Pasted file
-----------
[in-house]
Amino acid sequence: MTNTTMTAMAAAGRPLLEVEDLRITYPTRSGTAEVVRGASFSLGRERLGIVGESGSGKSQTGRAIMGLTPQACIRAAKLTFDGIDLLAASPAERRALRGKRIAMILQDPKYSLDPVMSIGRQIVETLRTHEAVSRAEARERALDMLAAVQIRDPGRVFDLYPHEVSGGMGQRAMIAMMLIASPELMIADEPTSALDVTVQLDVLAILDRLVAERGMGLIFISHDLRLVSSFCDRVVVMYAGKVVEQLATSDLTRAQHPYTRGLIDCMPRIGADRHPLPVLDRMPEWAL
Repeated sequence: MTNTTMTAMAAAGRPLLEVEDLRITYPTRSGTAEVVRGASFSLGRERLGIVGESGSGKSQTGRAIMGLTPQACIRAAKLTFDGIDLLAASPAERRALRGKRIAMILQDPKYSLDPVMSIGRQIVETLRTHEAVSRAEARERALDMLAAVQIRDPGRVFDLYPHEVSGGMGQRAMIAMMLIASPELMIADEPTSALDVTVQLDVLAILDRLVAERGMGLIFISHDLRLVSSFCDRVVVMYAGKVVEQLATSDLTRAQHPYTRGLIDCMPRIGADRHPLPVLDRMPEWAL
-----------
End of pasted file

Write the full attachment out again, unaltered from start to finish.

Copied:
[in-house]
Amino acid sequence: MTNTTMTAMAAAGRPLLEVEDLRITYPTRSGTAEVVRGASFSLGRERLGIVGESGSGKSQTGRAIMGLTPQACIRAAKLTFDGIDLLAASPAERRALRGKRIAMILQDPKYSLDPVMSIGRQIVETLRTHEAVSRAEARERALDMLAAVQIRDPGRVFDLYPHEVSGGMGQRAMIAMMLIASPELMIADEPTSALDVTVQLDVLAILDRLVAERGMGLIFISHDLRLVSSFCDRVVVMYAGKVVEQLATSDLTRAQHPYTRGLIDCMPRIGADRHPLPVLDRMPEWAL
Repeated sequence: MTNTTMTAMAAAGRPLLEVEDLRITYPTRSGTAEVVRGASFSLGRERLGIVGESGSGKSQTGRAIMGLTPQACIRAAKLTFDGIDLLAASPAERRALRGKRIAMILQDPKYSLDPVMSIGRQIVETLRTHEAVSRAEARERALDMLAAVQIRDPGRVFDLYPHEVSGGMGQRAMIAMMLIASPELMIADEPTSALDVTVQLDVLAILDRLVAERGMGLIFISHDLRLVSSFCDRVVVMYAGKVVEQLATSDLTRAQHPYTRGLIDCMPRIGADRHPLPVLDRMPEWAL